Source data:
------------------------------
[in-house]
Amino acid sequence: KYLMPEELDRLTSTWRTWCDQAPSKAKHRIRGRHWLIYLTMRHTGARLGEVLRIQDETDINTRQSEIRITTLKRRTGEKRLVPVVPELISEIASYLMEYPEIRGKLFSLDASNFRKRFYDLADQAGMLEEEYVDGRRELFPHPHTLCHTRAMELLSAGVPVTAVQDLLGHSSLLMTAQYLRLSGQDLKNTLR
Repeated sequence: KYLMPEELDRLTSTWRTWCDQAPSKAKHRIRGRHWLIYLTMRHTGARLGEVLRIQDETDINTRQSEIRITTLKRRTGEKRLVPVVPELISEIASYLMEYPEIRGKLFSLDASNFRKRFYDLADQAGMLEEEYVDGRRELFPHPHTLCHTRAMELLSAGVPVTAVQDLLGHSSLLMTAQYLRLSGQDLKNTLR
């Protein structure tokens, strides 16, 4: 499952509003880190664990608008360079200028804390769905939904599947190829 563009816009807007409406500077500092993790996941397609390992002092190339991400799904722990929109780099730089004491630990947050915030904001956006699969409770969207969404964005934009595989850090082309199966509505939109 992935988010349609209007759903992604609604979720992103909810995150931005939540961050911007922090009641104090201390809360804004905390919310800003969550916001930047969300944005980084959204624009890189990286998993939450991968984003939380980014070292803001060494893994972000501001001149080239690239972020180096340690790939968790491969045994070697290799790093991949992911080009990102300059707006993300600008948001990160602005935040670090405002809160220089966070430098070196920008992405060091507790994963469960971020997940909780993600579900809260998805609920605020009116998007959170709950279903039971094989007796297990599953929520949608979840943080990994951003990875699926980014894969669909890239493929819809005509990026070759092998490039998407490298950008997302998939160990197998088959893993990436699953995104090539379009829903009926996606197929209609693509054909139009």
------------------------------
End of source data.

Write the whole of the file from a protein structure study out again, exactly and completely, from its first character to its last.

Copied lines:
[in-house]
Amino acid sequence: KYLMPEELDRLTSTWRTWCDQAPSKAKHRIRGRHWLIYLTMRHTGARLGEVLRIQDETDINTRQSEIRITTLKRRTGEKRLVPVVPELISEIASYLMEYPEIRGKLFSLDASNFRKRFYDLADQAGMLEEEYVDGRRELFPHPHTLCHTRAMELLSAGVPVTAVQDLLGHSSLLMTAQYLRLSGQDLKNTLR
Repeated sequence: KYLMPEELDRLTSTWRTWCDQAPSKAKHRIRGRHWLIYLTMRHTGARLGEVLRIQDETDINTRQSEIRITTLKRRTGEKRLVPVVPELISEIASYLMEYPEIRGKLFSLDASNFRKRFYDLADQAGMLEEEYVDGRRELFPHPHTLCHTRAMELLSAGVPVTAVQDLLGHSSLLMTAQYLRLSGQDLKNTLR
């Protein structure tokens, strides 16, 4: 499952509003880190664990608008360079200028804390769905939904599947190829 563009816009807007409406500077500092993790996941397609390992002092190339991400799904722990929109780099730089004491630990947050915030904001956006699969409770969207969404964005934009595989850090082309199966509505939109 992935988010349609209007759903992604609604979720992103909810995150931005939540961050911007922090009641104090201390809360804004905390919310800003969550916001930047969300944005980084959204624009890189990286998993939450991968984003939380980014070292803001060494893994972000501001001149080239690239972020180096340690790939968790491969045994070697290799790093991949992911080009990102300059707006993300600008948001990160602005935040670090405002809160220089966070430098070196920008992405060091507790994963469960971020997940909780993600579900809260998805609920605020009116998007959170709950279903039971094989007796297990599953929520949608979840943080990994951003990875699926980014894969669909890239493929819809005509990026070759092998490039998407490298950008997302998939160990197998088959893993990436699953995104090539379009829903009926996606197929209609693509054909139009």